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Excerpts from “The Terror of Terre Haute . . .”

 

Excerpt from Chapter 1:

. . .  Instead, little Bud Taylor and the other restless youths ran the streets, and when they engaged in disputes, they settled them in the dirt and cinders of alleys and back lots.
 

“You had to know how to fight in my neighborhood,” Taylor is quoted as saying,20 and that he lived in an area “where a kid protected his rights with his fists.” 21, “Taylor had more street battles than any of the lads in his neighborhood,” according to a sportswriter.22
 

Taylor’s small stature would have made him a target for older, predatory boys in the area and he may have learned to use his fists out of fear or humiliation. Children often fight to bolster self-esteem, and Bud’s may have suffered from shame over being poor, a lack of male role models, or disinterest in school.

 

Floyd Patterson, heavyweight champion for most of the late 1950s, remembers a poverty-laced upbringing in which his exhausted father, a longshoreman, would come home at night so tired he would fall asleep at the dinner table before he could eat. The family’s plight made him feel terrible. Young Floyd’s self-esteem was so low he would point to a photograph of himself on a wall in his house and say, “I don’t like that boy!”23

 

Likewise, boxing history is filled with examples of great champions whose fondness for fighting begins before they learned their fractions. Joe Frazier became so tough that at a mere age eight, he accepted gifts of sandwiches or money from schoolmates in exchange for Joe’s protection from bullies.24

 

Taylor’s fisticuffs began at as early an age as Frazier’s, and McKeen School’s overburdened and underpaid teachers didn’t seem to know what to do with him. In one year alone, school officials expelled Taylor 13 times, all for fighting.25  “Gosh, it was a lonesome day when I didn’t have a fight with some other kid,” Taylor said in 1925.26  He could not have learned much in school, except perhaps a geography lesson about respect for boundaries: Fighting on school property is especially forbidden. You must cross the street before you pop the other kid. . . . 
 

Excerpt from Chapter 5 (refers to boxer Frankie Mason): 

       . . . Mason was meticulous about his appearance, and in training wore protective devices to keep from being struck in the face and head. 19 It was written that his seconds avoided fanning him between rounds so they wouldn’t spoil the part in his hair.20
 

A smitten newspaperwoman named Louise Fritz, covering a Mason bout in 1919, actually wrote in her story in the South Bend News-Times that she was glad he won “because I think Frankie is cute.”21 Mason read the article, marched into the News-Times offices and introduced himself to her. The couple married the following year.22
 

In the ring, Mason boxed patiently, specializing in the left jab and expert defense.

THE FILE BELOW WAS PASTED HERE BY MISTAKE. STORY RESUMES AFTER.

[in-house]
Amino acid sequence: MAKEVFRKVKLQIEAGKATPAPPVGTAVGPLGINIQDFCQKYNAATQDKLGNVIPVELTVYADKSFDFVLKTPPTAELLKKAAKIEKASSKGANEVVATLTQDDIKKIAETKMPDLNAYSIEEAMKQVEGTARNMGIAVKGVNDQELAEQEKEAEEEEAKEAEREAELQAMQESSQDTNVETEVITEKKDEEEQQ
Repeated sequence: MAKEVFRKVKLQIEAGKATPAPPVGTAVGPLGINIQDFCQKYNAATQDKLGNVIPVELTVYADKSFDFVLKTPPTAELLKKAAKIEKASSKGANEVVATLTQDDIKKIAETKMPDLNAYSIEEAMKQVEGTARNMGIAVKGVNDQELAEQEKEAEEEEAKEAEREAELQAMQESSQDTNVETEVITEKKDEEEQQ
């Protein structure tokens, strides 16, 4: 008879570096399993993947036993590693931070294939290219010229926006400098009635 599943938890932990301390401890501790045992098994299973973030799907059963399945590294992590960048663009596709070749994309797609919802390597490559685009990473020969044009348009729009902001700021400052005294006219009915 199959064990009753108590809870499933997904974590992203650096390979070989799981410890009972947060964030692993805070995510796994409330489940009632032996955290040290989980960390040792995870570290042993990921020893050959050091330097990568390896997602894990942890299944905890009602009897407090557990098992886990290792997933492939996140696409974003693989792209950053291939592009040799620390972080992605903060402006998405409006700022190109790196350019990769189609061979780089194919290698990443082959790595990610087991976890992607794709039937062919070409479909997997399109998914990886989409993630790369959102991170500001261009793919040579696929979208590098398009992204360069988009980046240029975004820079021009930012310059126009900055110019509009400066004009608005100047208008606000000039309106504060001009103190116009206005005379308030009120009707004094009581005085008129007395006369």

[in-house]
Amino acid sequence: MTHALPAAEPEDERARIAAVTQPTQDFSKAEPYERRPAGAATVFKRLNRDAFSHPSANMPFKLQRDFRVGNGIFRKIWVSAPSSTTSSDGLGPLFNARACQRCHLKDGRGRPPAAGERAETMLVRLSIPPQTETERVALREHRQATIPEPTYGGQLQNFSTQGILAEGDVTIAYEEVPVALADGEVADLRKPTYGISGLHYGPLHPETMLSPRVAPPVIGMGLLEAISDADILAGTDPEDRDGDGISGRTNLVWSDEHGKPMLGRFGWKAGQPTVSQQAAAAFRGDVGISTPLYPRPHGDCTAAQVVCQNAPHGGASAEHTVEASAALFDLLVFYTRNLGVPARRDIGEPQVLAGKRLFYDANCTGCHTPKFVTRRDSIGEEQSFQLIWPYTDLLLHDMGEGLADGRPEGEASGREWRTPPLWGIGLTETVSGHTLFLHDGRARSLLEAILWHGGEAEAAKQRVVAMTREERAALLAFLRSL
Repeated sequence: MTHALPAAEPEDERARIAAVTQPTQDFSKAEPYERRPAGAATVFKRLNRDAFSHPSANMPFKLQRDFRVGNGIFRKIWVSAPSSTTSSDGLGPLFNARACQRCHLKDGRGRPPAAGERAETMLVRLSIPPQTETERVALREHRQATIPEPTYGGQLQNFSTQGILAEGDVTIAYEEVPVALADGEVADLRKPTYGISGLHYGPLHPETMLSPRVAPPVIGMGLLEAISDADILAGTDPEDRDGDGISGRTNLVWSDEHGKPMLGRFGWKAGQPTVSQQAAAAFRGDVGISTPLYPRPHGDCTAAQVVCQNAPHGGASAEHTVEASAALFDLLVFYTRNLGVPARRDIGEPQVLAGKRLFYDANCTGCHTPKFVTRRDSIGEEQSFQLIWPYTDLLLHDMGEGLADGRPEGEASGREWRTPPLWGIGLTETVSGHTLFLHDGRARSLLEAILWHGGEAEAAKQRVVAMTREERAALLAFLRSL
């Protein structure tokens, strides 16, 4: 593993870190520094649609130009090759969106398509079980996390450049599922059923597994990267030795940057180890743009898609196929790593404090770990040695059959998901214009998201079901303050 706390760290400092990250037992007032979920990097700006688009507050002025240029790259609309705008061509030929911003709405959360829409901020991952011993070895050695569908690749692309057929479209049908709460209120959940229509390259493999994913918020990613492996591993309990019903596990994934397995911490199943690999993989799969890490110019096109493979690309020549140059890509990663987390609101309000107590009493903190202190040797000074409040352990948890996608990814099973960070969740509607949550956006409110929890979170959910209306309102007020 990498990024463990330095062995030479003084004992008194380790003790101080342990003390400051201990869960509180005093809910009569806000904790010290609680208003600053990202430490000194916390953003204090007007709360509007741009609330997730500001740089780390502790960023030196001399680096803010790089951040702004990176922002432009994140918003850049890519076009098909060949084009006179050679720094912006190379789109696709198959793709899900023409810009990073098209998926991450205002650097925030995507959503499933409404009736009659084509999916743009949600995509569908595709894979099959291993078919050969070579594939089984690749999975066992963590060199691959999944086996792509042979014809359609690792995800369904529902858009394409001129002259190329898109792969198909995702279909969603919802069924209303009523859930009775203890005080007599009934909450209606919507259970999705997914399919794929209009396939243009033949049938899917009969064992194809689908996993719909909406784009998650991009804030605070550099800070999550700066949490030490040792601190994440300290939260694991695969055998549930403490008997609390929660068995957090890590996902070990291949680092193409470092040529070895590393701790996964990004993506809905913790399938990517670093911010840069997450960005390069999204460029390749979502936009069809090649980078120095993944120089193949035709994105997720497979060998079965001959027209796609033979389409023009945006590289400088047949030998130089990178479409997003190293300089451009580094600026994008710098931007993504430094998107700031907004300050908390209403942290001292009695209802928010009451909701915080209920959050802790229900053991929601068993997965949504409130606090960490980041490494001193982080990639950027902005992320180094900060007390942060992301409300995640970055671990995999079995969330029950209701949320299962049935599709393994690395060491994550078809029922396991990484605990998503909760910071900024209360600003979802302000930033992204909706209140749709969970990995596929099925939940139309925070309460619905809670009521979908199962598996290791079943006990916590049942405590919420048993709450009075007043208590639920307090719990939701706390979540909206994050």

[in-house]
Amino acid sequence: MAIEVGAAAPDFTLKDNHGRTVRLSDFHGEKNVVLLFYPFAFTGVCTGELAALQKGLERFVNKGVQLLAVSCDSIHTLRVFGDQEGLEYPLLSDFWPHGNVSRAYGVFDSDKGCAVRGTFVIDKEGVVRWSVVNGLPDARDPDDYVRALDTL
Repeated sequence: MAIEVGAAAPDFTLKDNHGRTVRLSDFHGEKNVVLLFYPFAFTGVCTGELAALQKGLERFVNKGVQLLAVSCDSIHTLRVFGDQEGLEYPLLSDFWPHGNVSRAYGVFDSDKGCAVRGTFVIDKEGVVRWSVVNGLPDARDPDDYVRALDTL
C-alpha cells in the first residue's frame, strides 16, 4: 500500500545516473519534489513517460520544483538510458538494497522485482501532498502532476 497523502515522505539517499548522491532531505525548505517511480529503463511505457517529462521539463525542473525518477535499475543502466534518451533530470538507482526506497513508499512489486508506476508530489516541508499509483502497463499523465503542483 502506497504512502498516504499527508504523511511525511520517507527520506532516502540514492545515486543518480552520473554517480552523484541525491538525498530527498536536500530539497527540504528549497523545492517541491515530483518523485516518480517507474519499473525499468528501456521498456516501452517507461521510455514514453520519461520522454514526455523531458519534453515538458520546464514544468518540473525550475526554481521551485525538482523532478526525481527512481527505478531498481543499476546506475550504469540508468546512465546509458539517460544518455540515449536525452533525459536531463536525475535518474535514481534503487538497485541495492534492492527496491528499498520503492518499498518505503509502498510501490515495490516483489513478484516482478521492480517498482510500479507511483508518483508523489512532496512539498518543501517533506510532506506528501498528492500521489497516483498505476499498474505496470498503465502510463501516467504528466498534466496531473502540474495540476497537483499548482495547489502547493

For Taylor, Mason represented his first opponent with a bona fide national reputation in the sport. Taylor’s won-loss mark had reached 14-0, but his victims had ranged from nobodies to those with only a modest measure of success in the Midwest. Tex Johnson, hearing the talk around Terre Haute’s Nash’s and Puff’s cigar stores and in the gyms, found local fans as worried about the fight as excited.23 Old Jack Tierney, at various times a boxer, promoter and gym owner in Terre Haute since roughly the turn of the century, didn’t think Taylor had a chance against Mason. Boxing fan Ed Baker, one of the city’s best bowlers, also thought Taylor would lose.24 For Johnson, the matchup was a gamble. As promoter for the card, his mouth watered at the prospect of a huge turnout. But as Taylor’s manager, he certainly didn’t want to rush him into a career-stalling defeat.

 

In a warm-up for Mason, Taylor won every round of a 10-rounder in the K of C on New Year’s Day 1921 against Bobby Moon of Gary, Indiana. 25  Taylor’s growing constituency sold the place out for the Moon fight. 26

 

Taylor enlisted the help of an Indianapolis boxer, Don Curley, who had once served as Mason’s sparring partner. Curley trained with Bud to help him learn the nuances of Mason’s style.27

 

Mason had been advised about Taylor’s dangerous right-hand punch. “I’ll probably polish him off in four or five rounds,” he said two days before the fight. “He won't even touch me with that supposed crack right hand of his.”

 

“One thing for sure,” Taylor said, “I’m going after him from the first bell and I’ll stop him in one round if I can …” 28

 

The fight on Jan. 17, 1921 stirred the boxing community with the kind of anticipation that puts circles on calendars and prompts lively chatter in offices and restaurants.

 

Taylor fans filled all 1,800 seats in the K of C, so Johnson instructed his ticket workers to sell standing-room-only stubs. Even the SRO ducats sold out 30 minutes before the first preliminary started! 29

 

Excerpt from Chapter 9:

 . . . . Chicago, 1922: a metropolis rife with the trappings of 1920s culture. Skyscrapers and traffic. Shoppers, flappers, gangsters. Mass transit, art deco architecture, jazz, The Loop …